Looking Back At The Rolex Oyster Perpetual Milgauss
The struggles and eventual triumph of Rolex’s iconic anti-magnetic tool watch.
One of the key factors determining a company’s success is its ability to provide solutions that address its customer’s needs. And if it proffers wares that work as good as they look, prosperity is practically assured.
Case in point: Rolex with its line-up of oh-so-sexy yet robust tickers that meet the timekeeping needs of professionals – from the Submariner (deep-sea divers) and GMT-Master (airline pilots) to the Cosmograph Daytona (race car drivers) and Explorer (speleologists). The Milgauss also sits within this roll call of tool watches, but it has been overshadowed by its more illustrious brethren for too long and, we reckon, unjustly so.
IT WAS A PRODUCT OF THE THIRD INDUSTRIAL REVOLUTION
In the mid-20th century – when the world took a giant leap in innovation, technology and space travel - scientists, engineers and technicians found themselves exposed to electromagnetic fields which were detrimental to the precision of their mechanical watches. Generally, a magnetic field of 50 to 100 gauss is enough to wreak havoc on a watch’s balance spring and escape wheel. For context, a fridge magnet has a magnetic field of 200 gauss over a 5mm radius.
The first Rolex Milgauss Ref. 6541 from 1956
Officially launched as Ref. 6541 in 1956, the Milgauss was created to address this problem (although another watch, Ref. 6543, preceded this, some collectors regarded it as a prototype given its very limited run). Rolex’s solution was simple yet effective; the watch’s Calibre 1080 was shielded from magnetic interference by an inner case of ferromagnetic alloys. In addition, a metallic mesh on its black dial reportedly protected the movement further. Tested to withstand up to 1,000 gauss, Ref. 6541 was christened the Milgauss, 'mille' being the French word for 'thousand', and went on to become the watch of scientists at the European Organization for Nuclear Research (CERN) in Geneva.
Scientists at the European Organization for Nuclear Research (CERN) in Geneva
IT HAD TO PUT UP A FIGHT
In truth, the Milgauss’ birth was riddled with challenges. Released in the same era as the Submariner, GMT-Master and Day-Date, its target audience – lab coat-wearing scientists – could not rival divers, jet-setters, and presidents in the glamour stakes. Moreover, Ref. 6541 bore an uncanny likeness to the Submariner, from its rotating bezel to its black dial, prompting unfavourable comparisons. Its saving grace, however, was its distinctive lightning bolt-shaped seconds hand, which would become its calling card.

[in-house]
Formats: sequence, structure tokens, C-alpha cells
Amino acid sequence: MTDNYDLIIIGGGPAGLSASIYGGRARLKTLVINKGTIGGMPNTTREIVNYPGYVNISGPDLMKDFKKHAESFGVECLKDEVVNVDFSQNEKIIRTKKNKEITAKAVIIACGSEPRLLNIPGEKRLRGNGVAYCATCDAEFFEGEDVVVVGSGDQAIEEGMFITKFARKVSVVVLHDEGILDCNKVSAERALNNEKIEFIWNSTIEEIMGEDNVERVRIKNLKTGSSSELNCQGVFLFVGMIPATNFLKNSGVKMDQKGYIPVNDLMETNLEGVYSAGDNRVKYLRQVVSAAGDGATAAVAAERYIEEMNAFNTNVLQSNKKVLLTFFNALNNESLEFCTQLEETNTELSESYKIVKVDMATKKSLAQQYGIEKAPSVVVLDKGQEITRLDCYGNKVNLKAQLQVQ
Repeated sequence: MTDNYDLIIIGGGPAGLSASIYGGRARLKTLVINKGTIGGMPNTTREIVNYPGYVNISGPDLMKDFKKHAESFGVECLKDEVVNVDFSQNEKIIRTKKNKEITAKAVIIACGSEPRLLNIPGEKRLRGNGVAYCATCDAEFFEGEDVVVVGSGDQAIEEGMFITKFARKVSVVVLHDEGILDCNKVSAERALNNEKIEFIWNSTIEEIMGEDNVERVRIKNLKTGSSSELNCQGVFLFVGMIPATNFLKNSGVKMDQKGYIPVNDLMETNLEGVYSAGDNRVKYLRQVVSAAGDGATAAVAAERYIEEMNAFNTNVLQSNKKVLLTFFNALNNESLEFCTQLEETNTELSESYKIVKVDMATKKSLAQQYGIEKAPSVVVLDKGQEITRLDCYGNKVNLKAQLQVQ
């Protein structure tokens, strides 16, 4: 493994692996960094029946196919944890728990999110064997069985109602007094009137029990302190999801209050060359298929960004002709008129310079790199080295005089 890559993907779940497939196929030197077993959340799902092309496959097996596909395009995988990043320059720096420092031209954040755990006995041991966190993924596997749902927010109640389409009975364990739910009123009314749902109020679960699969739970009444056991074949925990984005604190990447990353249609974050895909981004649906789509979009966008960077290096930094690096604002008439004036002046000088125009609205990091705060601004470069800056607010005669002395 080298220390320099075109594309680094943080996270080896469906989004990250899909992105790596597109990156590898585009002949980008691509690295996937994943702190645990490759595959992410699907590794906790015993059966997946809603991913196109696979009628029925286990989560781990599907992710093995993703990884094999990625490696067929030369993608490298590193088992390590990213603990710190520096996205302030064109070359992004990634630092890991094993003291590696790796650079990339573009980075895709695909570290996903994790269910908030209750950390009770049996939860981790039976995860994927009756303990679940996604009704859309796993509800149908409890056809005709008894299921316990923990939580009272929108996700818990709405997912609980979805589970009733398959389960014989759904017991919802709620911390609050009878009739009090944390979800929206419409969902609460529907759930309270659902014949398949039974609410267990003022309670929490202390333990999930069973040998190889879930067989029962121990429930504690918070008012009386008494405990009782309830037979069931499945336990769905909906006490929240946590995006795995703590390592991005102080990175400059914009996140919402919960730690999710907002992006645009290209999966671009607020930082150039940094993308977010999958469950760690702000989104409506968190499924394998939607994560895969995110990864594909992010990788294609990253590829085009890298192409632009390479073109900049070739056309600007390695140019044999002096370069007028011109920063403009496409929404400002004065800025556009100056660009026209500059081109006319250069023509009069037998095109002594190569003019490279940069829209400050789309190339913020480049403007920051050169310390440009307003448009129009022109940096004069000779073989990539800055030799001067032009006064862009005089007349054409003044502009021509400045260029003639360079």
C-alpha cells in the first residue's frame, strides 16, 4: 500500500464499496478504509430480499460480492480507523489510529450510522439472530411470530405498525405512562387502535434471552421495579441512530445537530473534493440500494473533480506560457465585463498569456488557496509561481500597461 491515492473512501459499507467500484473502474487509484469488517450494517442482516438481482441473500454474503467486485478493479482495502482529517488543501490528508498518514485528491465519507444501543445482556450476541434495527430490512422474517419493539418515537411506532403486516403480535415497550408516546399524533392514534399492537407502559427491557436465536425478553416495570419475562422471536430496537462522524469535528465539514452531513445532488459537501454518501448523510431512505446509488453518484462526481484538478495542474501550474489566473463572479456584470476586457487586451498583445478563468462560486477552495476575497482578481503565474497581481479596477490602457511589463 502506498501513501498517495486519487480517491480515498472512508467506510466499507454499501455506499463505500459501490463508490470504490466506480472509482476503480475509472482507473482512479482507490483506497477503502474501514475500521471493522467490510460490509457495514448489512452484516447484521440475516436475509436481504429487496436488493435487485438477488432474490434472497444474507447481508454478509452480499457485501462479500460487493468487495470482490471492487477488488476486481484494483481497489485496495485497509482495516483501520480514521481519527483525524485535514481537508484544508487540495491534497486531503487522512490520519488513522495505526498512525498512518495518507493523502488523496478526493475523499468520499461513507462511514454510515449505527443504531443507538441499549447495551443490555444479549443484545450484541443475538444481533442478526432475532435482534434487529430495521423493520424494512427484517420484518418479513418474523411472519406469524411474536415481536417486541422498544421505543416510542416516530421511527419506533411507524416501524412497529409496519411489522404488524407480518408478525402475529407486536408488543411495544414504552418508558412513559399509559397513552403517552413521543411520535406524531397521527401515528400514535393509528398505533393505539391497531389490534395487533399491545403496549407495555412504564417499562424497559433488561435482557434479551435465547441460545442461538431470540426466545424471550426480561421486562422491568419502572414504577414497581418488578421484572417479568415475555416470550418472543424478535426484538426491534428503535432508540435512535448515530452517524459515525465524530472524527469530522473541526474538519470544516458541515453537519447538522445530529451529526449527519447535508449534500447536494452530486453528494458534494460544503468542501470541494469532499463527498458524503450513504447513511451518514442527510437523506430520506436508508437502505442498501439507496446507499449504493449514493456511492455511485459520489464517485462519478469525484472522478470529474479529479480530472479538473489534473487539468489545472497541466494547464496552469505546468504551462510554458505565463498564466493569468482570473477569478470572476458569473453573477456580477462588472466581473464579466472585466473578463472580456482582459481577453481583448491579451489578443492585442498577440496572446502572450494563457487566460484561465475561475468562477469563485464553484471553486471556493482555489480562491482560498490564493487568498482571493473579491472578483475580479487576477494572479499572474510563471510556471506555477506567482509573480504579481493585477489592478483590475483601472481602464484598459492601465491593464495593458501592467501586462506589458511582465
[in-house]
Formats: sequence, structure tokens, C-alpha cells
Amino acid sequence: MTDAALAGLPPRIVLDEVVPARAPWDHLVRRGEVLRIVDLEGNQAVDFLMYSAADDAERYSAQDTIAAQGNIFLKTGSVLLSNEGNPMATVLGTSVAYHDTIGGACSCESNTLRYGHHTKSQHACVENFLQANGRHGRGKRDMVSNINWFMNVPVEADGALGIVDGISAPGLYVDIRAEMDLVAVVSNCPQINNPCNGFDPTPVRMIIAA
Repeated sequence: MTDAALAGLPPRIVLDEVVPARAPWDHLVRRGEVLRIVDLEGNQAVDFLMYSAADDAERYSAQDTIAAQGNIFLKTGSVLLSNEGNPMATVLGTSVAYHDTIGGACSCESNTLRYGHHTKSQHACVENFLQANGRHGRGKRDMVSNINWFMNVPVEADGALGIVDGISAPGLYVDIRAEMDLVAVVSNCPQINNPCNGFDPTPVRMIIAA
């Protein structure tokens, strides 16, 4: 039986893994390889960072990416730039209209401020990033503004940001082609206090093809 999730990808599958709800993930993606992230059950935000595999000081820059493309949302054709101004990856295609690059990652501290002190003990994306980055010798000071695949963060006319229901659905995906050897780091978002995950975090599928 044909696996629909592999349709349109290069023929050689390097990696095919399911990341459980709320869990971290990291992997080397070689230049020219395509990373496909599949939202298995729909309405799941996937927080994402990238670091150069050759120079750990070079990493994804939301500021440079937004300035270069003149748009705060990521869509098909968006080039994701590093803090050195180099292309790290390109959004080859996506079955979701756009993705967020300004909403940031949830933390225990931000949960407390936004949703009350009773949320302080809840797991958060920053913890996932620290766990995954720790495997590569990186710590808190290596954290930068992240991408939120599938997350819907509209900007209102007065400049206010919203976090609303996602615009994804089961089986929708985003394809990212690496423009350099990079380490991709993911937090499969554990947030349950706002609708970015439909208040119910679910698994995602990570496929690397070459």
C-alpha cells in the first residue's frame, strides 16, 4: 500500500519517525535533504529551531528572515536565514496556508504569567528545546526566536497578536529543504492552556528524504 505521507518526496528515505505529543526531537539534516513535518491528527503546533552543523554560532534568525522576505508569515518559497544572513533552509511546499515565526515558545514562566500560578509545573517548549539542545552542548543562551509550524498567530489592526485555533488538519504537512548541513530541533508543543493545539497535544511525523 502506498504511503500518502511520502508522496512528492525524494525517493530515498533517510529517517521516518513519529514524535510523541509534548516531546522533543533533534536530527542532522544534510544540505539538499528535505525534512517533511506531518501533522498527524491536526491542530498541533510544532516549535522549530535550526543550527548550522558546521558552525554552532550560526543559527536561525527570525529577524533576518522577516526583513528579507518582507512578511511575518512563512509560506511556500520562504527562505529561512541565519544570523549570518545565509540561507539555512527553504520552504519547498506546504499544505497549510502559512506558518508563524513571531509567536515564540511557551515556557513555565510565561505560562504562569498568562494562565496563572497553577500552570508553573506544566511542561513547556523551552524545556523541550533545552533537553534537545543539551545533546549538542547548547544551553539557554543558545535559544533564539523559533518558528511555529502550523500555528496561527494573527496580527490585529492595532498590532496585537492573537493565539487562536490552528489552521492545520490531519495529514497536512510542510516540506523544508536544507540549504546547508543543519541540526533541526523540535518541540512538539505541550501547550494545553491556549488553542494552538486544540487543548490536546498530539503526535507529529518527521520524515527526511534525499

Vintage Rolex Milgauss ad from the 1960s
With the turn of the millennium, what was once square has become hip. The likes of Bill Gates and Steve Jobs were making fortunes in tech, scientists such as Stephen Hawking and Neil deGrasse Tyson gained celebrity status, and geek chic became an enduring trend in fashion.
THE INEVITABLE COMEBACK
The Milgauss seemed poised for a comeback and, finally, in 2007, its current generation was launched. The Milgauss re-emerged with surprising swagger as the Ref. 116400; its gleaming Oystersteel case bumped up to 40mm. While its predecessor seemed to rein in its idiosyncrasies for a more pared-down look, Ref. 116400 turned it up to 11 by bringing back the lightning bolt hand but in eye-catching orange. The vibrant hue can also be seen highlighting the watch’s name, minute markers and Chromalight lume hour indexes on a black or white dial.
Throwing another curveball, a third version with black dial was presented with a green sapphire crystal, the tinting process of which was so complicated that Rolex hadn’t bothered to patent it. Also sporting the same green-tinged crystal is the latest variant in 2014, this time with a zirconium-coated dial in a colour Rolex calls Z blue. This makes the Milgauss one of the more striking and colourful watches in Rolex’s current slate, and watch lovers are no longer looking at it as an also-ran in the brand’s stable.
If the pre-owned market is any indication, interest in the Milgauss is hitting an all-time high especially for vintage models, with Ref. 1019 commanding five-figure price tags and Ref. 6543 - fetching CHF271,500 at a Christie’s auction in 2017. Those who are late to the game, however, will do well to snag the modern iterations, which are more attainable but no less desirable. Powered by the in-house chronometer-certified Calibre 3131, they retain the ferromagnetic inner case but one-ups their forbears with paramagnetic components – Parachrom hairspring and nickel-phosphorus escape wheel – imparting the Milgauss with more antimagnetic prowess than ever.
Although the 64-year history of the Milgauss is not without its hiccups, the watch has remained faithful to its utilitarian roots, untouched by precious metals and gems, unlike its higher-profile counterparts – a fact that its admirers appreciate.
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